(Blake v State of New York, 259 AD2d 878; Sebastiano v State of New York, 112 AD2d 562), the State is not an insurer of the safety of inmates, and the fact that an assault occurs does not give rise to the inference of negligence (Sebastiano v State of New York, supra).
In order to establish liability on behalf of the State, an inmate claimant must allege and prove one of the following grounds:
(1) the victim was a known risk and the State failed to provide reasonable protection (see, Sebastiano v State of New York, supra); (2) the State had notice that the assailant was dangerous and refused to take the proper precautions (see, Littlejohn v State of New York, 218 AD2d 833; Wilson v State of New York, 36 AD2d 559); or (3) the State had ample notice and the latitude to mediate and failed to act (see, Huertas v State of New York, 84 AD2d 650).
Claimant offered no proof that he was a known risk, nor did he present any evidence that his assailant was a known dangerous prisoner, thereby placing the State on notice of any increased likelihood of assault. The record fails to establish any motive for the assault, or any indication that claimant or his assailant ever engaged in violent attacks or other disruptive conduct while incarcerated. Claimant did not testify that there was animosity between him and the attacker, and no evidence was presented to establish that the assailant was a known dangerous prisoner. Claimant also failed to establish that the State had notice that the attack would occur or was likely to occur.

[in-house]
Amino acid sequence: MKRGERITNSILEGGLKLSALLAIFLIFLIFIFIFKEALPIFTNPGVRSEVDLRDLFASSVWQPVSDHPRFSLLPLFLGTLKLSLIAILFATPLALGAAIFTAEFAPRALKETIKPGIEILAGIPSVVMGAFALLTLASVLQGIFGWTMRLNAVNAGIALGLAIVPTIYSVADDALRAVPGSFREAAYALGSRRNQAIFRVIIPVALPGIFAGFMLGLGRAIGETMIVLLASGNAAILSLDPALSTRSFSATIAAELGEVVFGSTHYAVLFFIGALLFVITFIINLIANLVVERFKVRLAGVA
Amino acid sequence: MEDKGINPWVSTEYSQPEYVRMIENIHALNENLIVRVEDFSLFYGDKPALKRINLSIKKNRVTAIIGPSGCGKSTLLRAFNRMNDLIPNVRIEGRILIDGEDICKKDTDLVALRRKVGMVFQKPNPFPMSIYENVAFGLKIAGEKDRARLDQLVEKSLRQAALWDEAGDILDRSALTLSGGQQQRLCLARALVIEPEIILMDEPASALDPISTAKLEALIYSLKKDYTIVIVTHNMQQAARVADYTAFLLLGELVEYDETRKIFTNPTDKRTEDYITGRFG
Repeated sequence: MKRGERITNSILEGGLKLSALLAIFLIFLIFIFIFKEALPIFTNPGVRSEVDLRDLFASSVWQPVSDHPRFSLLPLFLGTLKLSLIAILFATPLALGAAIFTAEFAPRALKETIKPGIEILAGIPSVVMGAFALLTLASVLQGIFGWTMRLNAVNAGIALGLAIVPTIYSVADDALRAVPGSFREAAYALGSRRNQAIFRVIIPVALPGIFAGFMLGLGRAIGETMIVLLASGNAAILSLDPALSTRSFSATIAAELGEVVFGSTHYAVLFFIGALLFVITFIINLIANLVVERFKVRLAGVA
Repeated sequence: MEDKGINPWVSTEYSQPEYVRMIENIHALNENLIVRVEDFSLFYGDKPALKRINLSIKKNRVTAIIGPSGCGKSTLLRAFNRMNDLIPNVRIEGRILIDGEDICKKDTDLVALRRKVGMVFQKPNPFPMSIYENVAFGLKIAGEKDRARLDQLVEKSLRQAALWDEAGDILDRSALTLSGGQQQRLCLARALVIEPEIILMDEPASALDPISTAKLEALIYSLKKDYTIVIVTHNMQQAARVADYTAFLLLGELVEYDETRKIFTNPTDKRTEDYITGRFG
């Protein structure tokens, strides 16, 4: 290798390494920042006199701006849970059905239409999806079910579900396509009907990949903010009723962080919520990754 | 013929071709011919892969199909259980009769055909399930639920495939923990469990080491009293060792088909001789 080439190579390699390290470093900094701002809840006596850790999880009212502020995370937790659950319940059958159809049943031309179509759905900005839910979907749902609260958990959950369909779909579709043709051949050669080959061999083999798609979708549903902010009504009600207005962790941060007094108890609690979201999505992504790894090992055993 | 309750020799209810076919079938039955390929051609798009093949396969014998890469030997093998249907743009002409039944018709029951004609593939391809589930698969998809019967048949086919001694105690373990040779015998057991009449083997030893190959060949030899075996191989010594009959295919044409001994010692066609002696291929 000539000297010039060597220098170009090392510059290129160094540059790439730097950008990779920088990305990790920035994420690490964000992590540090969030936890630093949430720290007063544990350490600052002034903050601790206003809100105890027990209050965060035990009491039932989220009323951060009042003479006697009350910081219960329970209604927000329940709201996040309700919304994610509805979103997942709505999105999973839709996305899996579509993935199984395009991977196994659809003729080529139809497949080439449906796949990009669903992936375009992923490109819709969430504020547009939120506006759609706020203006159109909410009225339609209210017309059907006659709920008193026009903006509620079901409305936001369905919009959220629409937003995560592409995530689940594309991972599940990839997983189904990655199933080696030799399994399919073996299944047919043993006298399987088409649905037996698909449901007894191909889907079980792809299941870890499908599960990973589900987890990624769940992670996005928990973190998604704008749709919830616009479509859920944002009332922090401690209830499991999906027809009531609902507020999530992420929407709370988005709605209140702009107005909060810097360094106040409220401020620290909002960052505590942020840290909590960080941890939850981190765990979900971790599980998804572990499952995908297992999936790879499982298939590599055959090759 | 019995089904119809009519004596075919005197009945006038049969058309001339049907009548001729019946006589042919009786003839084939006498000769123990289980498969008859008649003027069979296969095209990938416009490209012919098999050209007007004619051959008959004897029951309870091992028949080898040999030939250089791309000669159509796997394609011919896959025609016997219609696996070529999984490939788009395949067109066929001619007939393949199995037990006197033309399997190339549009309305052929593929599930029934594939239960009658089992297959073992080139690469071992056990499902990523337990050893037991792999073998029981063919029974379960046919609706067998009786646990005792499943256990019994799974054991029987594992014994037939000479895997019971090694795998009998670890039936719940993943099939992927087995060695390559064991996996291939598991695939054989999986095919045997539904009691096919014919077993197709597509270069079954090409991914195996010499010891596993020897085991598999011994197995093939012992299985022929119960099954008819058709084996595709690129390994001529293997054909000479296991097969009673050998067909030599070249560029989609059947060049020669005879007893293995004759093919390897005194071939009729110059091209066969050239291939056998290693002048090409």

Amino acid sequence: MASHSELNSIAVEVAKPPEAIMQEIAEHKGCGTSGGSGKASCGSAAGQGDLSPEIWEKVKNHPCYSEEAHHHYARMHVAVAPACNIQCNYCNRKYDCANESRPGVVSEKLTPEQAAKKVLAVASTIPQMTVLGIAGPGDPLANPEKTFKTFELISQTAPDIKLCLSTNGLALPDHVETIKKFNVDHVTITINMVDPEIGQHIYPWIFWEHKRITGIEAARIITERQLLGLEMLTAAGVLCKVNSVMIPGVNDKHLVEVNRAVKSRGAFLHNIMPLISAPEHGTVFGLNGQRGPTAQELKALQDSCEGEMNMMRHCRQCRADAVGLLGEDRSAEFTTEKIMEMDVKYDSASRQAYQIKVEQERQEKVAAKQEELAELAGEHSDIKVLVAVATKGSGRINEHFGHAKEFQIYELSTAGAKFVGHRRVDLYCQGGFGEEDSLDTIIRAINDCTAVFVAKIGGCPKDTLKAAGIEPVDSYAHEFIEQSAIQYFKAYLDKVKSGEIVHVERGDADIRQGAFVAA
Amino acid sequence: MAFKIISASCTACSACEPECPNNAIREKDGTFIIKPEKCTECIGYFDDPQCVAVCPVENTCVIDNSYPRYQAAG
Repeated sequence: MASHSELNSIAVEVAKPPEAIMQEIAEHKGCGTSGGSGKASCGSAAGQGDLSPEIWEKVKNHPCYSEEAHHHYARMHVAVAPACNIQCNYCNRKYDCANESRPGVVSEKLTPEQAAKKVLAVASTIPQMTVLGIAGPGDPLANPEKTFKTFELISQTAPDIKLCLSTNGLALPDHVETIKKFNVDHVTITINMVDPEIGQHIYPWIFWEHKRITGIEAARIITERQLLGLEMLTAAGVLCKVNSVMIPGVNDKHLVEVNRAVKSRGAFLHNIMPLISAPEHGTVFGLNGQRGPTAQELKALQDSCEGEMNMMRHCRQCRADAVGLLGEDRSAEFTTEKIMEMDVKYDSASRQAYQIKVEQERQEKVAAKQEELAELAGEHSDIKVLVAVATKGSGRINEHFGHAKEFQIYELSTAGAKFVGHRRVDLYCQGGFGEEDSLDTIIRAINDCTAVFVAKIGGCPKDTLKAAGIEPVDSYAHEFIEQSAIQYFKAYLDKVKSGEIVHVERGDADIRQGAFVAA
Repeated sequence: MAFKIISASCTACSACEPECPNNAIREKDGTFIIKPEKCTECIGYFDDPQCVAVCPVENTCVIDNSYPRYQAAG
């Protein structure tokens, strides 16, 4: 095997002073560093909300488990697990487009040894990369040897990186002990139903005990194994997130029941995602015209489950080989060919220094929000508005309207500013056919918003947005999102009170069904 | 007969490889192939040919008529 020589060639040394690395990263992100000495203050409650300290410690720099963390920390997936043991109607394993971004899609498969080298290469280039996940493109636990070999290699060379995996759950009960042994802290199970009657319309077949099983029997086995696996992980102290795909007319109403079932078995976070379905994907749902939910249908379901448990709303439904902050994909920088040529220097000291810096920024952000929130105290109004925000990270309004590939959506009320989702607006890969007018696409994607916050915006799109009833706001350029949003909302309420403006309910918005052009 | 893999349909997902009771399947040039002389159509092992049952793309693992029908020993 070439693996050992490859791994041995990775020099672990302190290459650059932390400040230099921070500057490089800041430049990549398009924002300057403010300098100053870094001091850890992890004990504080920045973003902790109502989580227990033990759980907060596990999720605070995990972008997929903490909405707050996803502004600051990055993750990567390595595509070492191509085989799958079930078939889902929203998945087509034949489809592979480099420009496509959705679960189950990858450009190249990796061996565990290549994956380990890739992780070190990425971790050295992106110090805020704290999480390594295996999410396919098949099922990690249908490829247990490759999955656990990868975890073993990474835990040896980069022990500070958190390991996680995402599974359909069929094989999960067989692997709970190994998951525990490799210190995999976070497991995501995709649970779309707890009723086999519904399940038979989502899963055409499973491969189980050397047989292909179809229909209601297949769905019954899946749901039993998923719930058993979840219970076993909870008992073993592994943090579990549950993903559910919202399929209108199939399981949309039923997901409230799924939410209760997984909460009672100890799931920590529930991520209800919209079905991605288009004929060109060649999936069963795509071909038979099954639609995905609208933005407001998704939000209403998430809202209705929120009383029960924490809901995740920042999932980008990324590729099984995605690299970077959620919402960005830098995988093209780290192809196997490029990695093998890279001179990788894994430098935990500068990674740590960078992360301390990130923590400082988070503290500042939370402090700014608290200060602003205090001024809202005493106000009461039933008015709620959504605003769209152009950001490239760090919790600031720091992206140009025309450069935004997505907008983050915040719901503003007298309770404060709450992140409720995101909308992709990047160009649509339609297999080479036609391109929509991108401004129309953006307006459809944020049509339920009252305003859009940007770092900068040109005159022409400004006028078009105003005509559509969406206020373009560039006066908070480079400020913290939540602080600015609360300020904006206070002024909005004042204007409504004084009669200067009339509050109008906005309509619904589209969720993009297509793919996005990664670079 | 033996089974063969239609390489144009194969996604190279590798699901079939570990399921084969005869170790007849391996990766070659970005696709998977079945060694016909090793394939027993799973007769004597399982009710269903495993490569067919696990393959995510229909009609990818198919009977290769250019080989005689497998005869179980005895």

Under the factual circumstances of the present case, liability against the State cannot be found. Despite the unwarranted and vicious assault upon the claimant, the proof demonstrates none of the grounds necessary for a finding of liability involving an assault by one inmate upon another in a State correctional institution. Unremitting supervision of inmates is not required (
Colon v State of New York, 209 AD2d 842). Nothing presented to the Court is sufficient to show that the presence of a C.O. at the end of the gallery would have prevented this sudden and "unprovoked" attack.
As to the "unauthorized" presence of Inmate Torres, the documentary evidence submitted by claimant includes a memorandum dated April 24, 1995 from Lt. Gibson to Deputy Superintendent Greiner (Exh. 2) which states that an altercation between claimant and Torres took place following an argument "over T.V. programming". The document further states that the gallery doors were locked prior to, during, and after the incident. There is no indication that Torres was "out of place" on "C" gallery at that time. Thus, there is no basis upon which this Court may conclude that Torres did not, in fact, belong on "C" gallery at the time of the incident.

With regard to the weapon, we note that determinations whether or not to search inmates with metal detectors constitute a procedure and exercise of discretion which is beyond the pale of a Judge of the Court of Claims (
Bostic v State of New York, Claim No. 83864, filed 3/6/95, Bell, J. affd 232 AD2d 837). Therefore, the failure to perform such search cannot create liability in the absence of clear abuse of that discretion or other exigent factual circumstance.
Based upon the evidence presented, we find and conclude that while claimant was assaulted and sustained serious injuries, he has failed to establish, by a preponderance of the credible evidence, that the State was negligent in failing to properly supervise the inmates.

Therefore, based upon the foregoing, the claim is dismissed. The Chief Clerk is directed to enter judgment accordingly.

August 30, 2000
White Plains, New York

Judge of the Court of Claims